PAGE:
Franchise Freedom - heavenly food without the headache?

By Richard Fox

- Last updated on GMT

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Want heavenly food without the headache? Then why not consider the franchise route. Richard Fox looks at one way of escaping the pub kitchen

Want heavenly food without the headache? Then why not consider the franchise route.

Richard Fox looks at one way of escaping the pub kitchen

On the surface it's a no-brainer: put some tasty morsels on a menu, stick somebody competent in the kitchen, turn on the gas and wait for the punters and the profits to come rolling in.

The reality, however, is more like an episode of Ramsay's Kitchen Nightmares: charlatan chefs turning your previously sparkling kitchen into a no-go zone, a monthly veg bill that looks like the gross national product for a small nation, and no sales to back it up. OK, so you fire, hire, and go through the whole grisly process again in the hope of unearthing a budding Jamie, full of the pukka enthusiasm of a newborn lamb. Fat chance.

Forgive me if I sound all doom and gloom, but I've had personal experience of every variation on this theme. You start to learn a few things: namely, as my O-level French report said: "Richard constantly repeats the same errors until I despair".

All you can really do is to take steps to minimise the risk, and ensure damage limitation when things go wrong.

Of course, there are a large number of busy food pubs with highly-competent chefs producing top-notch dishes and a healthy GP. Here, it's a case of "if it's not broken, don't fix it". What we are concerned about is a very different scenario.

I began my bar-running career in the kitchen - executing my core beliefs in what quality bar food was all about. The problem is, the nature of management means you are required to be all things to all people in all places. So, having established my menu and standards, I thought it would be no problem to hand it over to a competent cook to continue my legacy. How naïve.

For a start, if it's not your business, where on earth is the incentive? If you're lucky you'll just experience corner cutting and a little too much wastage. In the worst case, you'll lose customers and end up subsidising the dry sales from the wet. This is the most worrying scenario, because if margins are tight already, this can tip things over the edge and send the business into free fall.

It's well worth considering the food franchise option before this happens. Of course, there are other reasons for going down this path, other than kitchen meltdown.

Lack of consistency through staff turnover was one of the key reasons that the Coach & Horses in Harrogate, North Yorkshire, has taken the franchising route. As manager Chris Clarke observed: "Where there's no incentive to earn more money, keeping chefs long term will always be a problem, and inevitably lead to inconsistency."

What exactly does it mean then, both for franchiser (the pub) and franchisee (the incumbent)? As far as the pub is concerned, a rent is received for occupying the kitchen space, which should also include an amount to cover heat, light and power. The pub will also usually offer the service element, given that the staff are behind the bar anyway.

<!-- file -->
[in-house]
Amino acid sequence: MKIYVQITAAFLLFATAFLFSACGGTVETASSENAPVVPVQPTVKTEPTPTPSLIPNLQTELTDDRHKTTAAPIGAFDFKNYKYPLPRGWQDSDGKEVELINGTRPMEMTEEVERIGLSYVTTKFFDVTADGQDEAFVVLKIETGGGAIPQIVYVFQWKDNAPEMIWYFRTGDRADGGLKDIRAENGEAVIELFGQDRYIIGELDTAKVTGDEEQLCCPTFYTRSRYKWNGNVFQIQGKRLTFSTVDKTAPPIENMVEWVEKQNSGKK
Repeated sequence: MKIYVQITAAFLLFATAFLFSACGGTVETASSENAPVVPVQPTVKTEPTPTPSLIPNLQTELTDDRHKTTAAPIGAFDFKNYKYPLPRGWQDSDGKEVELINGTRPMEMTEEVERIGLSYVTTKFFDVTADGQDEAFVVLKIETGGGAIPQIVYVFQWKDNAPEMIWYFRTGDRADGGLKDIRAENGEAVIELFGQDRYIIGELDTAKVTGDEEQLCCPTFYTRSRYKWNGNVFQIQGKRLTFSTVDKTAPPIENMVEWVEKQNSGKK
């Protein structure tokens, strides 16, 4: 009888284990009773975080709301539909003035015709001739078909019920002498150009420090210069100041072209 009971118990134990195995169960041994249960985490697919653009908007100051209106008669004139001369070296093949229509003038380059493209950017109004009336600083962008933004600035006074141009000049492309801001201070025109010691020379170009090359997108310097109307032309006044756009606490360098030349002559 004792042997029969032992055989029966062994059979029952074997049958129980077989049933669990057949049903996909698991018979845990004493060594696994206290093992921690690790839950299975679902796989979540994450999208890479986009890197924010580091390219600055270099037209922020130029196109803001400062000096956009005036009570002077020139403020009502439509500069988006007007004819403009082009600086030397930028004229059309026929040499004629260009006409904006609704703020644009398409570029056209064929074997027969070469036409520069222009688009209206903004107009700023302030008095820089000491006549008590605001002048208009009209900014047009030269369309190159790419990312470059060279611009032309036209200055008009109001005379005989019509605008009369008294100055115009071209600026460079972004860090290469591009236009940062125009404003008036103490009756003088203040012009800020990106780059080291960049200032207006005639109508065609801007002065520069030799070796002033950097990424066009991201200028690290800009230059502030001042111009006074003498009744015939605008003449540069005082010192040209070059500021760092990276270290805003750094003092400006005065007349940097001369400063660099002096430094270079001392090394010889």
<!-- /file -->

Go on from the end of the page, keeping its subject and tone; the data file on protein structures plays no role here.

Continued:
The franchisee will, for their part, provide a complete food operation, from purchasing to cooking. The advantages to the pub are quite simply that it has no kitchen wages and associated overheads. It continues to enjoy the benefit of the wet sales that come with food, but with none of the headaches. There is also the financial consistency of receiving a fixed monthly or weekly rent, although this may vary if it's linked to food turnover.

The question may be raised that, if a food operation isn't viable to the pub itself, why should it work for a third party? Well, it may be that you just don't want the aggravation of the food side. But as Chris at the Coach points out: "Franchisees treat the whole thing as a business, as opposed to a chef who will just do what they're told." Incentive is a marvellous motivator.

Another reason for franchising out may be that food isn't your area of expertise. Leaving something you don't understand in the hands of a paid employee is a precarious situation in any industry, let alone one where you're dealing with perishable products.

Clearly there are pitfalls and matters for concern following the franchising route, namely that you're handing over an important element of your business to a third party, and, therefore, relinquishing a certain amount of control.

The best way to minimise this risk is to agree a rolling one-month notice period for both parties. From your point of view, this provides the security of a "firing option", and because the franchisee isn't technically a member of staff, you don't have the legal issues relating to employees. As far as the franchisee giving you notice, the chances are that if it's not working for them, it's not working for you.

Chris makes another important point regarding the franchisee's approach: they should "appreciate the existing clientele in terms of prices and food". Let's face it, you don't want your no-nonsense, neighbourhood boozer turning into some culinary playground for an aspiring Heston Blumenthal, any more than you want someone nipping up to the nearest Kentucky every time a food order comes in. The key is to agree a menu before the franchisee starts, and ensure that you have the final stamp of approval. But above all, maintain a high level of flexibility and co-operation, and you have the chance to enjoy many years of mutually successful business.

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